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Could you give an example of "three reasons why [x] is good, and one broader conceptual reason why it might not be”? I’m not sure I follow.

Now I have no idea what it means.

To 'Flip a coin' is to choose randomly between two options.

I prefer the term 'endowed' because our adaptations are often sub-optimal.

You may want to distinguish classical conditioning from operant conditioning.

Behavioral science and cognitive science had a turf war over control of psychology departments in the mid-twentieth century. We like to recite the criticisms that became tropes in that war in order to pat ourselves on the back.

The link contends the terminology used to describe superstitious behaviour. It doesn't claim that an arbitrary schedule of reinforcement has no effect on the pigeon behaviour.

Cite please.

Skinner avoided appeals to internal states and demonstrated how schedules of reinforcement affected behaviour.

I liked Frailty. Without giving too much away, it demonstrates how any agent with god-like powers could make you believe whatever it wants you to believe. Therefore if you ever find yourself in a universe in which gods and powerful demons exist and have an interest in influencing your life, you could fall into a situation where you have no means of determining which gods or demons are best aligned with your long-term goals. Also, a sufficiently cogent propaganda campaign could have a good chance of convincing you to commit atrocities.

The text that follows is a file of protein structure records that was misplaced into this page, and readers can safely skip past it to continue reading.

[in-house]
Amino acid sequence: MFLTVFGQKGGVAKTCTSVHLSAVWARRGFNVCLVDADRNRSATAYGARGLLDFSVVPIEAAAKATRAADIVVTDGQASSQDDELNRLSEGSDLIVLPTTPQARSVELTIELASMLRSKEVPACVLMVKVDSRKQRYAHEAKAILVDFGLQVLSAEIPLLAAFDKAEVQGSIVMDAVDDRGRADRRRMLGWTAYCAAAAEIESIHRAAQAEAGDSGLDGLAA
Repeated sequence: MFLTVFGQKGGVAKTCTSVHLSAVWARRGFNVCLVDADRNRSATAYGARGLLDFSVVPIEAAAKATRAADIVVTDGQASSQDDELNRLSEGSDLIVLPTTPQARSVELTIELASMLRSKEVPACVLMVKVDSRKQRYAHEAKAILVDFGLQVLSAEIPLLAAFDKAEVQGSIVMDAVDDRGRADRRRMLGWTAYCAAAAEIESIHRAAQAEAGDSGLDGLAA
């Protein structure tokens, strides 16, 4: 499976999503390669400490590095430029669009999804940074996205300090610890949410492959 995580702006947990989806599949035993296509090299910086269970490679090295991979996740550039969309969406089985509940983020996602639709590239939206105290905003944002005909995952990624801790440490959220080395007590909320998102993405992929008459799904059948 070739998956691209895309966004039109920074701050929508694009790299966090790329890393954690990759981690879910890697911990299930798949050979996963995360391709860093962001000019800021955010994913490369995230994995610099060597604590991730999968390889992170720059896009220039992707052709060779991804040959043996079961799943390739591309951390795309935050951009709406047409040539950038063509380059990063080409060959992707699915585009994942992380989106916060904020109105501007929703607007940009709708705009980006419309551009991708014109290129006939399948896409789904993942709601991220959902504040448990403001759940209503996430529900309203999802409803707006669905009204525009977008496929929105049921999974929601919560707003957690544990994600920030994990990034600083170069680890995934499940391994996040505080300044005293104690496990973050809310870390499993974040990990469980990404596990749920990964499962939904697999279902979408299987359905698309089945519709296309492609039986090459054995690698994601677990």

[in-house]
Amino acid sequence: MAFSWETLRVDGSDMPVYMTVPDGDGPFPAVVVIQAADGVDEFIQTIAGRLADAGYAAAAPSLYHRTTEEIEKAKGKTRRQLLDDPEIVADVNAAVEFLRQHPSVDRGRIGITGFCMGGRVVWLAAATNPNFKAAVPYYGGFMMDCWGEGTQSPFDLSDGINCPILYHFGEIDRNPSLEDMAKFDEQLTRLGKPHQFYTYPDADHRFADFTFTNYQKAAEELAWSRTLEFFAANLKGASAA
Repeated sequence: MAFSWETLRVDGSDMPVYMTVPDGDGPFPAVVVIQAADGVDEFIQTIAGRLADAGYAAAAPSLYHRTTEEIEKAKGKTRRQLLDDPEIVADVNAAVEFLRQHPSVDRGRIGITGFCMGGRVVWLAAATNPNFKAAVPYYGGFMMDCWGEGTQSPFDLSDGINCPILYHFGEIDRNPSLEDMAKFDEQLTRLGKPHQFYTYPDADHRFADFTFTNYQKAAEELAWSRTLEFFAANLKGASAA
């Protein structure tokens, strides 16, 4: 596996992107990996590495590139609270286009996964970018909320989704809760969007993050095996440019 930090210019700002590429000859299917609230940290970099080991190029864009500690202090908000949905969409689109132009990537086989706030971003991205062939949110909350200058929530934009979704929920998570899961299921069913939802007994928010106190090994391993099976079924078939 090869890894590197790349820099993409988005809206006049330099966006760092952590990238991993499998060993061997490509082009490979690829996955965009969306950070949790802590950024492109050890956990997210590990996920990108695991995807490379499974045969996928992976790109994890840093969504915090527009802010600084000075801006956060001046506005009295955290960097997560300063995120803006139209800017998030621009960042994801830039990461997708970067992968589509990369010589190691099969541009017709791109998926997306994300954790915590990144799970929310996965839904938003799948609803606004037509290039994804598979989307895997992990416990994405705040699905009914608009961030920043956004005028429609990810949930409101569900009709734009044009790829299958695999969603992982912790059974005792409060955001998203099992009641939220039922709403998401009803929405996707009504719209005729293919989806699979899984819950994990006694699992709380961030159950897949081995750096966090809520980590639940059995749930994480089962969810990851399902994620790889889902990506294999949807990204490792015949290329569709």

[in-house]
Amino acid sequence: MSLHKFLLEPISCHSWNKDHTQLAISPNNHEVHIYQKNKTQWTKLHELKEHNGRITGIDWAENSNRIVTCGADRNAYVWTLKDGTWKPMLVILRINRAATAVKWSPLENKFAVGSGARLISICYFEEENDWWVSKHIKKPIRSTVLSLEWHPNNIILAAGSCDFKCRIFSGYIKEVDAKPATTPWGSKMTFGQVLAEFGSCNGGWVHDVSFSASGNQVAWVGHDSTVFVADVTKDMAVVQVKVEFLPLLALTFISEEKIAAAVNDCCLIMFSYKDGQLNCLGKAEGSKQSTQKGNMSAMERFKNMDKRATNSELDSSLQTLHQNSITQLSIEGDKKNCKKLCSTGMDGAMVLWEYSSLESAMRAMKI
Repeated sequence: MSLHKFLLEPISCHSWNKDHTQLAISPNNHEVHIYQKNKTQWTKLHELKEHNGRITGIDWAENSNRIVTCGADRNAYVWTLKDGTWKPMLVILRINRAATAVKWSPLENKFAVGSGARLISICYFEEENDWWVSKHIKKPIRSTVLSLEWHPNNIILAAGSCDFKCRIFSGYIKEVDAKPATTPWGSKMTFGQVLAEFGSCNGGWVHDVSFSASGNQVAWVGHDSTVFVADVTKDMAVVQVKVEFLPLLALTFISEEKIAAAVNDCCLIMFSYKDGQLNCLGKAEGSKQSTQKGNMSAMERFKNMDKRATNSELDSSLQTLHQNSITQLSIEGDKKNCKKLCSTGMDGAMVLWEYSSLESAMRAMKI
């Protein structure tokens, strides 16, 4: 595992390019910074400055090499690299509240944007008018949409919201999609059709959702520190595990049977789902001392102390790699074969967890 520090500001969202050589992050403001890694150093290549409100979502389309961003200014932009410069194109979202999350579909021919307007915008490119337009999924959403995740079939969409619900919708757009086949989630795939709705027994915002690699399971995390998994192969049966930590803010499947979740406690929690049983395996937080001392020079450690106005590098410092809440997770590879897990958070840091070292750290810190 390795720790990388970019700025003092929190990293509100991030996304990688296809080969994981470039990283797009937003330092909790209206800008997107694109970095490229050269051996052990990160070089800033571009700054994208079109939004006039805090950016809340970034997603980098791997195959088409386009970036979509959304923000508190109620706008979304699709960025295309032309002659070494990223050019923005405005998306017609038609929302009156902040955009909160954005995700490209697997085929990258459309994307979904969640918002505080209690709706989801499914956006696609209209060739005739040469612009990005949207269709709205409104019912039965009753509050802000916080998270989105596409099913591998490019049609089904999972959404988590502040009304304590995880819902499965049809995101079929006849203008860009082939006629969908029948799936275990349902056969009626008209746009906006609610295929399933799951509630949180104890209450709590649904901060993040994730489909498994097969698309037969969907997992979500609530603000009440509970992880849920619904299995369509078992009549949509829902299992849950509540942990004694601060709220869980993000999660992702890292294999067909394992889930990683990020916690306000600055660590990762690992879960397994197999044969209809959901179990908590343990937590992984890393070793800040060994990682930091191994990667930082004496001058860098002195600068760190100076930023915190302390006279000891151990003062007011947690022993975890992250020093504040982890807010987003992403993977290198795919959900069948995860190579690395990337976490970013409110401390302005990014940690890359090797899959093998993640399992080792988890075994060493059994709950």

Sorry about the redundant post. I would delete it, but I feel that Jayson_Virissimo's comment is worth archiving.

You are right. However, I don't think the advice was meant to be used to evaluate weather or not a given essay is boring. I found it helpful because it provided a simple rule that I used to change my writing habits. I had a vague sense that some of my sentences were stilted, but I didn't know how to remedy that problem. Not everyone will get the same utility from creative restrictions, but I find them inspiring.

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